Enterprise UX 102: Personas (Users are People too)

Know Thy User

“Know Thy User” — a refrain you’ll hear often from usability specialists — gets to the heart of the matter.

As developers, we are often removed from working directly with our clients. In large Enterprises, that may mean that our Devs and our Dev Lead may never speak to the user — they may rely on the Product Manager or even an Account Manager to do that. Being separated from our users comes with drawbacks, one of which is that we lose sight of our audience and their mission.

Now, ”Know Thy User” doesn’t mean that you all need to be best buddies and go to the movies together and finish each others sentences. What it means is that you need to understand your user segments, the roles they play, what they are trying to accomplish in your application.

“Don’t make assumptions about your users. Go out and meet them. Gather data. Perform user testing. Understand who they are, what their goals are, what their needs are, and how they think and feel.”

If you don’t understand your users…

  • You won’t understand how your app is used
  • You won’t know which features important and which are not (low usage != low importance)
  • You may miss key opportunities for unlocking real value from your product
  • etc, etc, etc.

Needless to say, understanding your users is important.

“and You Are Not Thy User”

You’re too close to the code. You know where the bugs in your app are and how to avoid them. You know that the return button on one page does the same thing as the submit button on the other page which does the same thing as the save button on yet another page. You know what actions are slow, and know why, and you’re OK with it because of the amount of work it would be to speed it up… Just stop.

Your user doesn’t care about the code complexity, or your penchant for being too logical with button names, or your love-hate relationship with your bug backlog. They just want your app to work… well.

Deciding your Personas

Personas can be app based or project based. Consider identifying 4 Personas for your application. Large applications may have many more than 4 Personas, and they should then be identified per project.

Next… choose your strategy…

Role-based Personas: Describe a person according to tasks, job description, responsibilities, other external factors. The role a person plays in a system. (e.g. “Data Editor”).

Segment-based Personas: Defining users in terms of shared characteristics like demographics or behaviors (e.g. “Power User”)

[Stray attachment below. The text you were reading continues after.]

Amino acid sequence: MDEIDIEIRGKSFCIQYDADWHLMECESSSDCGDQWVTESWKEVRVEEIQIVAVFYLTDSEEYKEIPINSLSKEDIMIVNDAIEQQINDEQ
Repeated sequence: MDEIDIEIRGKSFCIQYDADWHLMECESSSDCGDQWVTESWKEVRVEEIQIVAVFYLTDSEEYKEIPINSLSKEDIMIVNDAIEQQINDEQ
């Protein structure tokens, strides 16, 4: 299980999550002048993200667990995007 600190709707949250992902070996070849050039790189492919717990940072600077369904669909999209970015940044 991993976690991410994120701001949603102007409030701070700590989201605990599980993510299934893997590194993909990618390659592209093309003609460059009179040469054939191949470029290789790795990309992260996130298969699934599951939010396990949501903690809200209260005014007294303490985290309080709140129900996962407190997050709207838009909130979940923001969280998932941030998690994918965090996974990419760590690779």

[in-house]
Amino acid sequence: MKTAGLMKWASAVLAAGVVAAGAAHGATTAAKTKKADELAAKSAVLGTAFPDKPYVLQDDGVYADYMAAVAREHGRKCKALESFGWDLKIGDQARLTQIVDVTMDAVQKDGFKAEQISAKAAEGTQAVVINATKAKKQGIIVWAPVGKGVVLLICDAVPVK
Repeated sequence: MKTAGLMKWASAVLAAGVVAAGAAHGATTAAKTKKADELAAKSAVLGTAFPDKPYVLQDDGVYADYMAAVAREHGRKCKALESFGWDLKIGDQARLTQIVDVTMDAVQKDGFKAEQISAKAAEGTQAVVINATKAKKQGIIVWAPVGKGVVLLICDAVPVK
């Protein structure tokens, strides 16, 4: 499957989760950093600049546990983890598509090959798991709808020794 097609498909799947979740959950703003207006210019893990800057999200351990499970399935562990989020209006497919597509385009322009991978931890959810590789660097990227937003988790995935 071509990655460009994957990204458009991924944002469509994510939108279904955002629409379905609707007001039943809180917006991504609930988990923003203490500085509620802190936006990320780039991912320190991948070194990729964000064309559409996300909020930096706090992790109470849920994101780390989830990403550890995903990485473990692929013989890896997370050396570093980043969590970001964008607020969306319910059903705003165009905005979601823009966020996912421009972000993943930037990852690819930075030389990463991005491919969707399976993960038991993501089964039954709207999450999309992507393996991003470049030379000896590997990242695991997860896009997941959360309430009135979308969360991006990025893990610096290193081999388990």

Goal-based Personas: Users have specific goals in their tasks regardless of what department they sit in, or what hat they may wear. Understanding user goals will be necessary regardless of which strategy you select. (e.g. “Users who want data management to be simpler”)

We are trying to achieve “reliable and realistic representations of key audience segments.”

This will help us:

  • Express and focus on the major needs and expectations of the most important user groups
  • Give a clear picture of the user’s expectations and how they’re likely to use the site
  • Aid in uncovering universal features and functionality
  • Describe real people with backgrounds, goals, and values”

Personas for my current web application are:

  • Data managers who rekey a lot of information for others
  • Portfolio Managers who want an overview of their portfolios
  • Browsers who are searching for general portfolio data


Don’t put your users in a box: Putting users in too strict of a box limits your ability to reimagine their world, e.g. my Data Managers who are rekeying data — we want to remove the need for them to rekey data, but I sometimes wonder if we’re even the right application for them.

Don’t put your app in a box: Focusing too closely on a user’s actions or a group’s objective can sometimes cause you to only solve for that user segment. By focusing on only one user segment’s goals, we sometimes lose sight of the product’s goals and potential.

A Few Questions

Ask yourself a few key facts about your product and users to start understanding the segments

  • What is your product’s goals?
  • Who is your user?
  • What is their work experience?
  • Why are they using your product? How does it tie into their day-to-day job?
  • Where are they getting their information? What is the gold source of the data they are using? What are they doing with it?
  • What other software do they use to do their jobs?
  • What business line are they in? What other business units support them
  • Where are they accessing this product? When?
  • How technically savvy are they?


This writing borrows from websites such as Smashing Magazine, Usability.gov and Career Foundry.